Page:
High End Perfomances

The acoustic calibration of a loudspeaker system is normally performed in bounce-free chambers designed for this specific purpose.

The goal is to eliminate environmental interference, ensuring the precision of all measurements and tests. The geometry of a domestic setting, however, completely shapes a speaker’s response, thereby modifying the listening experience, sometimes dramatically.

Since there are limitless speaker/room/furniture combinations, computer-aided simulation can only outline general performance parameters that are useful for assessing reproductive balance, but might not sufficiently account for the listening experience.

Since any free-standing “tower” system has a fixed driver-to-floor distance, once the listening distance has been established, distortion caused by initial floor bounce can be calculated.

This type of interference results in the loss or excess of energy within a frequency band, usually an octave wide; which generally resembles the central octave of a piano. In other words, the set of musical notes most recurrent in western compositions are diminished. By eliminating bouncing surfaces within a meter however, subsequent contact with the floor can be controlled by a specific arrangement of the crossover filter and vertical driver array.

The correlation between the deeps and peaks of octaves implies dramatic timbre alteration in the complex tone generated by the sound source, because floor bounce can translate to a difference of almost 10 dB between the fundamental frequency and the second harmonic


If the system’s frequency response is shaped to the loudness level curve for 45 Phon, it closely reproduces environmental information aligned with human ear sensitivity of 40-50 dB SPL levels. The particularity of this solution is that it effectively addresses the paradox inherent in the loudspeaker system reproduction. During a concert in a closed venue, music reaches the human ear by two distinct sound fields. The first is direct and travels to the listener along the line-of-sight; the other is reverberated and comes from all surfaces of the venue. The reverberated field not only suffers delays because of multiple bounces, but also has no specific path, emanating from all directions. Hence, listening to a recording at home is incomparable to the live concert experience, as the direct field and the reverberated field come from the same point. This disparity in experience causes the listener to activate a process of “directional listening”, where the listener adjusts by focusing on the sources of sound. At this point, because the environmental information is returned on a linear curve, the brain pays too much attention to the mid frequencies, collapsing the stereo image “between” the speakers.









Our Wood



The realization of a Chario cabinet begins with the choice of wood, strictly of Italian origin, and found at the numerous national walnut plantations in the northeast of Italy. Once choose the most suitable tree for thickness and seniority, the wood its cut to reduce the plant to a number of tables that are easier to work. The boards thus obtained are then left to dry for six months of which the first three in the open air. Wood moisture is measured twice a week until the correct percentage of moisture is reached, which is essential to avoid abnormal wood behavior after working. Climate is a key factor in this part of the process, too high or too low air humidity, rains, snow, and heat are all factors determining the prolongation or reduction of the drying process. Once the correct inner humidity has been reached, the wood is cut into staves, keeping the original coupling as well as the one obtained from boards cutting. The staves are then machined with a special fastening method that stabilizes and joins them permanently. The minimum age of the plants chosen must be 20 years, to obtain mature timber and therefore suitable to be worked and above all, to ensure environmental sustainability by giving new plants the time to grow properly and so replace old ones in number and quality. We are proud to say that the constructive process of the Chario cabinets you have today, of which plant growth is part, began 20 years ago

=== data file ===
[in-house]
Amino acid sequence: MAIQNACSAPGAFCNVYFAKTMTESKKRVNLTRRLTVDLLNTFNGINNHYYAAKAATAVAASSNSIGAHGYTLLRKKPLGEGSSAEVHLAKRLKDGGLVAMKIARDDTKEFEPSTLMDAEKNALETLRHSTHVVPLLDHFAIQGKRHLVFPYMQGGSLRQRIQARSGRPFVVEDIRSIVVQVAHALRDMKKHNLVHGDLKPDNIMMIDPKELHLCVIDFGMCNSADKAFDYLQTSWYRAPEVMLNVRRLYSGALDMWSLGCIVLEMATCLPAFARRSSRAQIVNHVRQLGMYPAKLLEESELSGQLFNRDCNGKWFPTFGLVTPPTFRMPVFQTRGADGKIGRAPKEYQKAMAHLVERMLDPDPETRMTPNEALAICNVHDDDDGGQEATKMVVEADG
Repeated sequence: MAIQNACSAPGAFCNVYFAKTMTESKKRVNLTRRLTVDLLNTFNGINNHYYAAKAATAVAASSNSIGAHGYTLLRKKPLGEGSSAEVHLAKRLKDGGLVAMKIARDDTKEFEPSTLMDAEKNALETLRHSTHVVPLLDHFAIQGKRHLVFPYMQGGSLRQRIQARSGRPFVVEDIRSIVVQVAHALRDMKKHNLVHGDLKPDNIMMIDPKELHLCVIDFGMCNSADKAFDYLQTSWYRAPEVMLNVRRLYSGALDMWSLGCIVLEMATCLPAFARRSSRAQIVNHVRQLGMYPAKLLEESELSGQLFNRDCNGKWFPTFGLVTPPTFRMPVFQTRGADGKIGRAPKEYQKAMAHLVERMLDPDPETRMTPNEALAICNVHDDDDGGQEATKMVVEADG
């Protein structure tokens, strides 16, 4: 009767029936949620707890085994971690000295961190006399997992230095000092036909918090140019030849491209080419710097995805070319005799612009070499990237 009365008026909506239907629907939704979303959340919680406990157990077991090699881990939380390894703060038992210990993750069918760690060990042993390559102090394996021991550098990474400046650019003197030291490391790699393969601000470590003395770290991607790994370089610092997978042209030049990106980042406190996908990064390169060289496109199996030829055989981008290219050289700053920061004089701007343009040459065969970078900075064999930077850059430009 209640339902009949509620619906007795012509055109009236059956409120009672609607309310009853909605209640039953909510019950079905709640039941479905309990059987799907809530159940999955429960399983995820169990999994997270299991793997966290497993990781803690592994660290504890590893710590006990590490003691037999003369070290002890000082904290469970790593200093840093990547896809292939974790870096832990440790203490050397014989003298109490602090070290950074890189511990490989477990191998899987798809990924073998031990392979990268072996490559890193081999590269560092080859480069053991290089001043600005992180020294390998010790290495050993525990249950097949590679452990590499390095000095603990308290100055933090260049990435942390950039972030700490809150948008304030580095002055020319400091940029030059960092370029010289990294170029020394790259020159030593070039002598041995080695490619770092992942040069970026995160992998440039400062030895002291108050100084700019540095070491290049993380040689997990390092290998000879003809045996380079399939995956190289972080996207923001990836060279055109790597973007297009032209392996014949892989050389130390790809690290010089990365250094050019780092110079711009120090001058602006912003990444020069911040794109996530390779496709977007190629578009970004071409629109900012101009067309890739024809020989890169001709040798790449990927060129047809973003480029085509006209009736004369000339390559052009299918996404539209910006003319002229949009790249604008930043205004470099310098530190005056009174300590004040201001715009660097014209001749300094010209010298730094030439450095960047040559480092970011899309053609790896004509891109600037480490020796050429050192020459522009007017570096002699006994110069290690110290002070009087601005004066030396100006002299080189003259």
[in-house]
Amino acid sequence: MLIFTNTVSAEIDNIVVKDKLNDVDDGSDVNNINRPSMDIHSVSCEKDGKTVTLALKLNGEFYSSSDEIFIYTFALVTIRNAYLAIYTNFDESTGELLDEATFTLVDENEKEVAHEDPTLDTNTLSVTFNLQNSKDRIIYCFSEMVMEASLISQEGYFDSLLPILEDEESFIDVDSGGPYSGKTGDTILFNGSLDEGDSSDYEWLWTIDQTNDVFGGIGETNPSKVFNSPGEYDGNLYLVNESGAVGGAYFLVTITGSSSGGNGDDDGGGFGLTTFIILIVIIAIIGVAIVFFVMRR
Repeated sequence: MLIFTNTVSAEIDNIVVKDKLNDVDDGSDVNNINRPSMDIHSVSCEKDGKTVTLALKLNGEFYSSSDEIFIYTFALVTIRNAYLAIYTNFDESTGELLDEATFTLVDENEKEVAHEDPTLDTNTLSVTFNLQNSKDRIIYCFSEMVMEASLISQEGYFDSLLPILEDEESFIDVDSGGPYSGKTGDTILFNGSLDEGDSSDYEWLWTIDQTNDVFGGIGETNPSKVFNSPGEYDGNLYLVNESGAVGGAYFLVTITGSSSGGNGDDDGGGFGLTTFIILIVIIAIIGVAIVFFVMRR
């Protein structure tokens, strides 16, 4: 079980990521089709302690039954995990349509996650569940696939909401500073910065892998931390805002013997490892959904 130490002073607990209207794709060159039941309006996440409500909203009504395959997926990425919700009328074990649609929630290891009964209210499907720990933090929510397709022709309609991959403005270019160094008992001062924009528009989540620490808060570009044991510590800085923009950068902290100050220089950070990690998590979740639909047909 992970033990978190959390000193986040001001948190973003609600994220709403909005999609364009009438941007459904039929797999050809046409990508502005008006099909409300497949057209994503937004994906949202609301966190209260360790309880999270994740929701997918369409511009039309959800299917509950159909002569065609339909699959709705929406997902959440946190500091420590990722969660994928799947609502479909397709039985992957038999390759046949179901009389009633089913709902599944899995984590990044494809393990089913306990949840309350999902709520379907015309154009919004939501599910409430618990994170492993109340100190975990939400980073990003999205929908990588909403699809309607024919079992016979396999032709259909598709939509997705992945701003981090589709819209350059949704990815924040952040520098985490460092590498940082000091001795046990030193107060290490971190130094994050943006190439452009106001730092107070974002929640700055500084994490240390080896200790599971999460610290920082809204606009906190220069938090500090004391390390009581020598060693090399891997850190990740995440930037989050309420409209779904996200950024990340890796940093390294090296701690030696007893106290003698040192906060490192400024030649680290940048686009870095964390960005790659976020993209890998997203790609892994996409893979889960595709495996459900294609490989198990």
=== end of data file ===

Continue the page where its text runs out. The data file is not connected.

To be realized, Academy Series Models takes from 150 up 200 hours of fine artigianal work

Our finishes are completely natural, and also the varnishes used are water-based and non-toxic. The production process ensures full environmental sustainability Using only materials from Italy, our attention to the treatment, processing, and final fit and finish creates a speaker cabinet of extraordinary rigidity and visual beauty. Our wood treatment alone requires six months, and six different production departments to ensure quality never falls short of perfection. Coupled with our proprietary driver technologies and arrangements, all Chario Loudspeakers are hand assembled in Italy, in Chario’s own production facilities







Hidden Parts



Composite materials demonstrate isotropic behavior, dispersing energy in every direction within its fibers. Solid wood however, used in jointed slats with dovetail joints, is the best solution in attaining structural rigidity. Deploying natural wood panels of wood fiber coupled on orthogonal planes, allows us to utilize the best characteristics of both materials. The Serendipity endoskeleton has the task of damping the mechanical vibrations induced by the woofer, confining these within the cabinet.